Northern District Fishing Report — Contact: Brian Melott (Brian.Melott@ncdenr.gov)
Dare, Hyde, Currituck and Beaufort Counties
For the week of Sept. 12-18Ocean: The effects of Tropical Storm Julia limited fishing, especially for the offshore anglers, but the days before the storm offered good catches. Those fishing out of Hatteras caught citation-size wahoo. Billfish catches were good and diverse with sailfish and both blue and white marlin reported. Anglers also caught moderate numbers of dolphin and yellowfin and blackfin tuna. Nearshore success was fair with Spanish mackerel, bluefish, and spotted seatrout being most prevalent catch. Those fishing the Gulf Stream out of Oregon Inlet caught their limits of dolphin on most trips, as well as moderate amounts of citation-size wahoo, yellowfin tuna (some of the tuna weighed in excess of 70 pounds) and a few blackfin tuna. Nearshore catches were also good. Anglers caught bluefish, Spanish mackerel and little tunny (false albacore) daily.
Inlets/Sounds/Bays: Fishing in this area continued to improve. Fishing the sound out of Hatteras produced plenty of over-the-slot, citation-size red drum, as well as some legal-size fish. Anglers caught weakfish, bluefish, spotted seatrout, and Spanish mackerel with more regularity than in previous weeks. Those fishing the more northern rivers and sounds caught bluefish, Spanish mackerel, and spotted seatrout in high numbers. They also caught red drum, oyster toadfish, silver perch, searobin, pigfish, pinfish, puffer, spot, croaker, black seabass, kingfish, and flounder in lower amounts.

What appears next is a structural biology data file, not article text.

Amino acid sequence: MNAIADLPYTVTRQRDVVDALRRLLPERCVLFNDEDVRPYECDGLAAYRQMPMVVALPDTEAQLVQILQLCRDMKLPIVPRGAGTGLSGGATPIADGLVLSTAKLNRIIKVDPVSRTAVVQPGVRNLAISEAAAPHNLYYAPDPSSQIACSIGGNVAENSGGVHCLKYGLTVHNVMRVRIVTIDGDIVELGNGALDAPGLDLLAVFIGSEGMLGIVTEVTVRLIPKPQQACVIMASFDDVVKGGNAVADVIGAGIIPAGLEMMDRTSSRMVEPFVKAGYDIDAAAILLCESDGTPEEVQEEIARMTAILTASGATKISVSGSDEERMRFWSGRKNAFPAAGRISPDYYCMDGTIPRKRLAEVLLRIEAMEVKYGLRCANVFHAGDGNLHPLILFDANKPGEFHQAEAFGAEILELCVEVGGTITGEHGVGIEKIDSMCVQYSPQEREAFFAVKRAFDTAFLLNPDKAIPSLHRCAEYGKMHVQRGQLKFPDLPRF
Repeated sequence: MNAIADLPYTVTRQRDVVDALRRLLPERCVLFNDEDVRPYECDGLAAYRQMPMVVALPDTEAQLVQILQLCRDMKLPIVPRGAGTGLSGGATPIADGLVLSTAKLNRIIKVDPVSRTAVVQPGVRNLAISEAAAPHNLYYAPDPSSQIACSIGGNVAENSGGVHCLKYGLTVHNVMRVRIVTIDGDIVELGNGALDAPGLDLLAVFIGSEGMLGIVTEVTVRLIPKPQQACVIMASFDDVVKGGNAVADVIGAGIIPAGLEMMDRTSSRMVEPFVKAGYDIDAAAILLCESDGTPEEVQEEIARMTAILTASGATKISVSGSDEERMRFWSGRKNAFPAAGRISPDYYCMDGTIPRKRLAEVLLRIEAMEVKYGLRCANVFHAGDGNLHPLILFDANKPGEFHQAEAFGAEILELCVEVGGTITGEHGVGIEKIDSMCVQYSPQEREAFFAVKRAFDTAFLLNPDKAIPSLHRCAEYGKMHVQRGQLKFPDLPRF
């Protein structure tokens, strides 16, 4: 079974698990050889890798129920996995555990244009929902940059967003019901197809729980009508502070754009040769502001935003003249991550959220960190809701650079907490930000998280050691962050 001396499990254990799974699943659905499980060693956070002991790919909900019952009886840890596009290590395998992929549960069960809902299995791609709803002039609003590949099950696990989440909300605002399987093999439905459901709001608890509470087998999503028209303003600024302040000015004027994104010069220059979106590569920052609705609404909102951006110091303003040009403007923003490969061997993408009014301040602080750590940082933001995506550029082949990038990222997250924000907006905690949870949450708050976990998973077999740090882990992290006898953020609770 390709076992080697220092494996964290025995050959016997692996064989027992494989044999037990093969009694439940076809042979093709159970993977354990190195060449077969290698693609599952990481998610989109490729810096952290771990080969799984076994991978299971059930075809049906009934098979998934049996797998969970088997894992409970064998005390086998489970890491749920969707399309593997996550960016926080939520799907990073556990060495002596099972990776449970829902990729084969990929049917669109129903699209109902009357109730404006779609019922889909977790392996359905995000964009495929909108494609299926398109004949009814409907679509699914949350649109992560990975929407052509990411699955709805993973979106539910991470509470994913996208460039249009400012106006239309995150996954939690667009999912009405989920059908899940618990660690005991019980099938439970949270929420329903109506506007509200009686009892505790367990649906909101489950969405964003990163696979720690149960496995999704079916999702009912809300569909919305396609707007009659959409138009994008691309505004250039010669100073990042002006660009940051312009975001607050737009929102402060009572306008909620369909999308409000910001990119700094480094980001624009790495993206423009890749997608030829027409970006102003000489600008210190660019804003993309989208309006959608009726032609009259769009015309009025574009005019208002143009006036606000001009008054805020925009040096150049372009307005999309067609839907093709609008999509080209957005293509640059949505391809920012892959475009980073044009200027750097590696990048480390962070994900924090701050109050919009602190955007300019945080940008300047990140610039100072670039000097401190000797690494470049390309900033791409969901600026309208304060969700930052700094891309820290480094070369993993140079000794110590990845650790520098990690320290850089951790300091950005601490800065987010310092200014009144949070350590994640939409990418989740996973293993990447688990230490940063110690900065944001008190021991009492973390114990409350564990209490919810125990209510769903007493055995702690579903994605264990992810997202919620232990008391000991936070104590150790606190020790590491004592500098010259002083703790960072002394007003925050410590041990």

Piers/Shore: Tropical storms have kept the seas rough and limited access for these anglers. Those fishing on the more southern beaches caught only a few bluefish, Spanish mackerel, red drum, kingfish, and undersize flounder. Anglers fishing the more northern beaches had a little better luck. They caught little tunny (false albacore) daily. Using surface plugs and lures made for some exciting top water action. Anglers also caught croaker, kingfish, red drum, Spanish mackerel, bluefish, sheepshead, flounder and striped burrfish.
For the fishing year, all owners/operators of vessels recreationally fishing for and/or retaining regulated Atlantic Highly Migratory Species (Atlantic tunas, sharks, swordfish and billfish) in the Atlantic Ocean, including the Gulf of Mexico and Caribbean Sea, must obtain an Atlantic Highly Migratory Species Angling permit. This permit has replaced the Atlantic tunas Angling category permit. In North Carolina, additional Highly Migratory Species harvest reporting requirements are also in place. To obtain a permit go to: http://www.nmfs.noaa.gov/sfa/hms/compliance/permits_reporting/index.html
Report a tagged fish
Please note: Anglers sometimes confuse small king mackerel with Spanish mackerel. King mackerel and spanish mackerel have different size and catch limits. Make sure you properly identify the mackerel you are catching. (Tips here)
A recreational fishing license went into effect Jan. 1, 2007 for all of the state's coastal and ocean waters.
Click here for the latest seasons, size and bag limits.
Please note: New reports are usually posted by early Monday afternoon.